Prevalence of premenstrual syndrome in autism: a prospective observer-rated study

J Int Med Res. Mar-Apr 2008;36(2):268-72. doi: 10.1177/147323000803600208.

Abstract

A systematic, prospective observer-rated study was carried out to determine the prevalence of late luteal phase dysphoric disorder (premenstrual syndrome) in women with autism. A group of women with autism and learning disability (n = 26) was compared with a group of women with a non-autism learning disability (n = 36) matched for age, in-patient status, intelligence, marital status, parity, behavioural problems and ethnicity. Observers rated DSM-IV symptoms of late luteal phase dysphoric disorder every day from each subject over three consecutive menstrual cycles. Using a premenstrual increase in DSM-IV symptoms of >or= 30% as evidence of fulfilment of diagnostic criteria, the prevalence of late luteal phase dysphoric disorder was 92% in the autism group compared with 11% in the control group. This difference was highly statistically significant. The principal conclusion from this study is that there is a marked increase in premenstrual syndrome in women with autism compared with matched controls.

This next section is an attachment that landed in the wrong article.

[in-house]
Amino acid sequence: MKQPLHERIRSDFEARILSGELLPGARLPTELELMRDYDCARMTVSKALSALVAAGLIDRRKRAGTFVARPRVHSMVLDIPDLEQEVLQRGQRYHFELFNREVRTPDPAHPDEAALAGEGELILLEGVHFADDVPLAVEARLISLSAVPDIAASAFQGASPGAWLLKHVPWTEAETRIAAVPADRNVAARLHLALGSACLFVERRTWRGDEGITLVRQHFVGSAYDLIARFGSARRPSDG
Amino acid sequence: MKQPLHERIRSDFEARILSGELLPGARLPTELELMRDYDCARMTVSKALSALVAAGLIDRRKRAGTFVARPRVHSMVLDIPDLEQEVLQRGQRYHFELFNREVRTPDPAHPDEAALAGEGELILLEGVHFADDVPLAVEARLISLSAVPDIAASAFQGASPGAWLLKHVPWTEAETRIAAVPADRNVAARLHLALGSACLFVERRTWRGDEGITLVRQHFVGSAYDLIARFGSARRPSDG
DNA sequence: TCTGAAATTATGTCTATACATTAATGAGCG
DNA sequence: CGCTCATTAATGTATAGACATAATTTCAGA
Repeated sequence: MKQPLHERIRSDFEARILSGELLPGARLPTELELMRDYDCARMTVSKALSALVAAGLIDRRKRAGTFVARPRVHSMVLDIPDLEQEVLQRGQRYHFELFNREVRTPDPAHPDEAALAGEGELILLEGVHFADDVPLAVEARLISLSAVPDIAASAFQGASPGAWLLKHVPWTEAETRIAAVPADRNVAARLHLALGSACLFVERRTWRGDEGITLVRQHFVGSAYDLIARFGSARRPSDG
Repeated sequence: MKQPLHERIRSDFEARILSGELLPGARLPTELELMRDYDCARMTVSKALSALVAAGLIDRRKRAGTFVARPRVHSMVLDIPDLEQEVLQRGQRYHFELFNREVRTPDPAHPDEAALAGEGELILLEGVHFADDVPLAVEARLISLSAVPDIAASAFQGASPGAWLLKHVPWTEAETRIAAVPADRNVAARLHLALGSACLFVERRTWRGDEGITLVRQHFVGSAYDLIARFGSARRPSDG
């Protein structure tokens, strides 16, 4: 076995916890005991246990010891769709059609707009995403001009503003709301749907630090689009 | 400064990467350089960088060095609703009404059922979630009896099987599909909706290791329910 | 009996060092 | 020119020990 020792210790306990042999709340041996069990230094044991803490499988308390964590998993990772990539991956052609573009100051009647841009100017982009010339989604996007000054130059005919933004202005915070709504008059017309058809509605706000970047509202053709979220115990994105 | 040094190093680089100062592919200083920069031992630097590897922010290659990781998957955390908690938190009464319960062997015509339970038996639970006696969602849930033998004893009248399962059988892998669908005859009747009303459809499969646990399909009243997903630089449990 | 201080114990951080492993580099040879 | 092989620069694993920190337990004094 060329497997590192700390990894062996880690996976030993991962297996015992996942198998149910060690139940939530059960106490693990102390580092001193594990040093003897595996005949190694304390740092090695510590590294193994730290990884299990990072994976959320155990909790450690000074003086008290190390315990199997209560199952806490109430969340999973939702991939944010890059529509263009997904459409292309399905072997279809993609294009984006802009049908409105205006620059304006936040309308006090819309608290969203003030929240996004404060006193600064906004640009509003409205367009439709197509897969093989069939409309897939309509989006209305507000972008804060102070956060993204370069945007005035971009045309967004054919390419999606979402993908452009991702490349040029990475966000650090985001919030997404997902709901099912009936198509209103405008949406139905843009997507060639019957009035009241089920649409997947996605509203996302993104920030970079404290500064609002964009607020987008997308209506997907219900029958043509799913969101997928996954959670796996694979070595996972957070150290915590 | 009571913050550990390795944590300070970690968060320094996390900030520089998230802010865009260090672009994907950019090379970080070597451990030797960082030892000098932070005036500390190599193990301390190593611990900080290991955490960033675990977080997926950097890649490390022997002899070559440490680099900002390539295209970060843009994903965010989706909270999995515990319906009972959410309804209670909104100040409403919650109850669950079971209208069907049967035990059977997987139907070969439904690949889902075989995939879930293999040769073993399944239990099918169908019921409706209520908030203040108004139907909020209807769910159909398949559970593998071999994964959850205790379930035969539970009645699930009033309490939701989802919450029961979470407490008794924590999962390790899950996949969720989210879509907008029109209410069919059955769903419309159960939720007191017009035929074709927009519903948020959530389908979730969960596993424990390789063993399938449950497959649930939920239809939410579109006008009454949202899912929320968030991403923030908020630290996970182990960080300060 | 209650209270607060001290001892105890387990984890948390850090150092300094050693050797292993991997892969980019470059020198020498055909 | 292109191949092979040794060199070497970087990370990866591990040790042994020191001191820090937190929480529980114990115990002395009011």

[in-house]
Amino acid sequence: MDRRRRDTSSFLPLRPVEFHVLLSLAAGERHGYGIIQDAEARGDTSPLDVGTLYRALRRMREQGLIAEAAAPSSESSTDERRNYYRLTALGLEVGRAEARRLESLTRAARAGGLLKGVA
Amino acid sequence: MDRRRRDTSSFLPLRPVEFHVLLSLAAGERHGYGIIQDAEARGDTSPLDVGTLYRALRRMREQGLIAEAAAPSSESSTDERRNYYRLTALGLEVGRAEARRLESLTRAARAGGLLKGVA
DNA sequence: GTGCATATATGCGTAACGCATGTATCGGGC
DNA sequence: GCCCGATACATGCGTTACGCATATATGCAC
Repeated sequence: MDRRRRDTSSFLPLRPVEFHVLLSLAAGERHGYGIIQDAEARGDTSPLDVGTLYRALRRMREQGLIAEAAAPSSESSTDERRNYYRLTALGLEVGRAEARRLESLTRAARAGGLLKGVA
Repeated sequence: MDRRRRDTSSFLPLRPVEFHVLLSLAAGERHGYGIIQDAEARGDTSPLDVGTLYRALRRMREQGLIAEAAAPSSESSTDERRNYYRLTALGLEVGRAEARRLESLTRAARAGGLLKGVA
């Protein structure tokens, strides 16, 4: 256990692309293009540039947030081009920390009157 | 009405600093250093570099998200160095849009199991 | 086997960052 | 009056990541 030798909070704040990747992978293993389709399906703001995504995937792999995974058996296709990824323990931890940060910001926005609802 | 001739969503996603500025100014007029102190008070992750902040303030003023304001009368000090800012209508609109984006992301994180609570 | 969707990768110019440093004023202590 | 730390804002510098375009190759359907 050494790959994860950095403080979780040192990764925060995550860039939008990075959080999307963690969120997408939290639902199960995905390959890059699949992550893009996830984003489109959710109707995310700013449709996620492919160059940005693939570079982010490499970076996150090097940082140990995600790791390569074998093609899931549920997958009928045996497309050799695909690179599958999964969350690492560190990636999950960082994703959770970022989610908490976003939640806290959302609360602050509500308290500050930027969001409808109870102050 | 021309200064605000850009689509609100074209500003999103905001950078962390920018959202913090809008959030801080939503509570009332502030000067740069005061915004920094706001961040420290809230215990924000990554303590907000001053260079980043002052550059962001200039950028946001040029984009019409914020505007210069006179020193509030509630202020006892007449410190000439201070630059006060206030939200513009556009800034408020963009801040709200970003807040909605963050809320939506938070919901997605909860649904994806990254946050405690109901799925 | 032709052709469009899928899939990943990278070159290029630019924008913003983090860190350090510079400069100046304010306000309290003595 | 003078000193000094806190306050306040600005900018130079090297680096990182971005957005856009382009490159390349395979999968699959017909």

Publication types

  • Comparative Study

MeSH terms

  • Adolescent
  • Adult
  • Autistic Disorder / complications
  • Autistic Disorder / diagnosis
  • Autistic Disorder / epidemiology*
  • Cross-Sectional Studies
  • England / epidemiology
  • Female
  • Humans
  • Middle Aged
  • Premenstrual Syndrome / complications
  • Premenstrual Syndrome / diagnosis
  • Premenstrual Syndrome / epidemiology*
  • Prevalence
  • Prospective Studies